CHICAGO - Gov. Jim Edgar of Illinois has resurrected his plan for a $300 million short-term cashflow borrowing, after taking action last weekend that will likely end the state treasurer's opposition.

On Sunday, the governor agreed to accelerate a $176 million state-aid payment to schools that advanced the Chicago Board of Education its $43.2 million share. That money helped eliminate the $84.6 million deficit in the board's fiscal 1993 budget.

The governor had opposed advancing the payment, claiming that the Chicago school board had not done enough to bring its finances into balance. That led to state Treasurer Patrick Quinn's opposition to the borrowing unless part of the money was used to help bail out schools.

Under the state's Casual Deficits Act, any short-term borrowing must be approved by the comptroller, the treasurer, and the governor.

Dan Egler, the governor's spokesman, said Gov. Edgar decided to proceed with the $360 million of short-term general obligation certificates now that the obstacle to the treasurer's support had been removed. He said a formal proposal would be made soon to the treasurer and state Comptroller Dawn Clark Netsch.

Marj Halperin, a spokeswoman for the state treasurer, said yesterday that the treasurer was now, interested in the borrowing because of the accelerated payment to the schools. However, she pointed out that the treasurer would want specifics on how the proceeds would be used and how the state plans to pay back the debt.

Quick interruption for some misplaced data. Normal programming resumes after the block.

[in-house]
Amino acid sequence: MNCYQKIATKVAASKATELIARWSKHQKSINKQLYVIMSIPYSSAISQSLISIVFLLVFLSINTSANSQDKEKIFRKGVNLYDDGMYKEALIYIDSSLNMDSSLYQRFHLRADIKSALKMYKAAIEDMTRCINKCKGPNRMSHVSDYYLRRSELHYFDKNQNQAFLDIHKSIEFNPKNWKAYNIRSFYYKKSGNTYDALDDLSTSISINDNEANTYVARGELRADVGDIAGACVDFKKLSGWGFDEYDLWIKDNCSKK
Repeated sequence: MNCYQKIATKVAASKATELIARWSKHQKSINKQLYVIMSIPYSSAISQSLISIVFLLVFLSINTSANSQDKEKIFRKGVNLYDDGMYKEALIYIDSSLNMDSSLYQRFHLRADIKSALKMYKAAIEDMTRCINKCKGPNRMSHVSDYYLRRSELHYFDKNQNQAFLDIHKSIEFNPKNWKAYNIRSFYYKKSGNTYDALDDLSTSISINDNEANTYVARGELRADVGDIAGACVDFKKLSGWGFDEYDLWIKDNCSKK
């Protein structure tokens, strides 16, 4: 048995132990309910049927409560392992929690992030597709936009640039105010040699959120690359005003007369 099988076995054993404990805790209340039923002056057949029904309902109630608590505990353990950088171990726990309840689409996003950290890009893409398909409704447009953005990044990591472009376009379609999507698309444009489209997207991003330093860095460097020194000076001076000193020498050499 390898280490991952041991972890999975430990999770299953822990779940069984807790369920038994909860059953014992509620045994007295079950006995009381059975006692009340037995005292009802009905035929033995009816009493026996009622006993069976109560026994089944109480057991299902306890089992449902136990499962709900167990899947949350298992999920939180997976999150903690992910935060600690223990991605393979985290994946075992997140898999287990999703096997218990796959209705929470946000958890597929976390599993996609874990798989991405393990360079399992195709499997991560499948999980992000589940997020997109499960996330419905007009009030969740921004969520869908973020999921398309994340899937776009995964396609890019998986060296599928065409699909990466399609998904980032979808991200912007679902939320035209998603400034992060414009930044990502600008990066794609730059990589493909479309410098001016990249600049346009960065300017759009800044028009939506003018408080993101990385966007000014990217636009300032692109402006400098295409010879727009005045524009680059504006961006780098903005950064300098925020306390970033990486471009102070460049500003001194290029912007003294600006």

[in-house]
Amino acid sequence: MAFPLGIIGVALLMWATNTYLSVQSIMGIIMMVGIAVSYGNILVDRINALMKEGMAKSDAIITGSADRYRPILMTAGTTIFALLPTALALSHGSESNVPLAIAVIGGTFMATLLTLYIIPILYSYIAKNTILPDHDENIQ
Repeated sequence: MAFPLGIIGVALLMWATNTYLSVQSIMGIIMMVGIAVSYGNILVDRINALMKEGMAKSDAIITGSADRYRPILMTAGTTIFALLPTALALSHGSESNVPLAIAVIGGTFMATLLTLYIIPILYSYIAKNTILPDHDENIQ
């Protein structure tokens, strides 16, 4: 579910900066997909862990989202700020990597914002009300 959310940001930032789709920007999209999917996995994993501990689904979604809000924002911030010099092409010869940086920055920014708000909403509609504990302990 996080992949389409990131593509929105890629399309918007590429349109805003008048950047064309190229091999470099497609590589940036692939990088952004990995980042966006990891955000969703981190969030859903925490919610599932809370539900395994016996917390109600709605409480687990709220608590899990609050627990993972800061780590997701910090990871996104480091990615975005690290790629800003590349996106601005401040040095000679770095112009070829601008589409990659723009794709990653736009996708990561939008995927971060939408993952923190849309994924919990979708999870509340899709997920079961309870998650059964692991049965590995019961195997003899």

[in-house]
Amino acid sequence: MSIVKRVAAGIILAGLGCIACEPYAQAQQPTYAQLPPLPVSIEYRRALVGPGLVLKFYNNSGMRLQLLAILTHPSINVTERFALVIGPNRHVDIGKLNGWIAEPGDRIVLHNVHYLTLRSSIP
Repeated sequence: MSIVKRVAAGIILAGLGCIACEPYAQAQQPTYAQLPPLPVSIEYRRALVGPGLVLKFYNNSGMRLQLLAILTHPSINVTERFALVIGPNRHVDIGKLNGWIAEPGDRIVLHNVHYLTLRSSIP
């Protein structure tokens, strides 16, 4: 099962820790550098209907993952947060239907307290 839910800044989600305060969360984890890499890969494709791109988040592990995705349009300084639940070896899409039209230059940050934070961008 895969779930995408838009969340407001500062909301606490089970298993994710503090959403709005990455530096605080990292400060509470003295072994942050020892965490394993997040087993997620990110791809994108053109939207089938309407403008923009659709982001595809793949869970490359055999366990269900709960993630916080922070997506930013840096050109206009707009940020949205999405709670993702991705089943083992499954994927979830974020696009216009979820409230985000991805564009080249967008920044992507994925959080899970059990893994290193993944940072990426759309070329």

"If it's a sound proposal, the treasurer will certainly sign on." Ms. Halperin said.

Rick Davis, a spokesman for Ms. Netsch, said yesterday that the comptroller was "absolutely" in favor of the borrowing plan. He pointed out that on Tuesday the comptroller's office had a backlog of $453 million of bills to pay.

Gov. Edgar had proposed the $30O million general fund borrowing along with a $600 million Medicaid-related borrowing in July, shortly after signing the state's $14.5 billion general funds budget for fiscal 1993.

State officials said the money was needed to help pay an estimated $1 billion of fiscal 1992 bills that the state rolled over into fiscal 1993 under a practice called lapse-period spending.

After the three constitutional officers agreed to the $600 million borrowing, the issue was competitively bid on Aug. 13. The governor, however, scrapped plans to borrow the additional $300 million due to the treasurer's opposition.

The sale of the $600 million of GO certificates last month triggered reviews of the state's financial condition by the rating agencies.

At that time, Standard & Poor's Corp. downgraded, the state's GOs to AA-minus from AA and Moody's Investors Service lowered its rating to Aa from Aa 1.

Standard & Poor's cited Illinois' continued weak financial operations and liquidity position for the downgrade, while Moody's pointed to "a substantial deficit" the state has been accumulating over the past several years.

The certificates were rated SP-1-plus by Standard & Poor's and MIG 1 by Moody's.

Mr. Egler said the $300 million borrowing would be paid off by June 30, the end of the state's fiscal year, and that it would be competitively sold.

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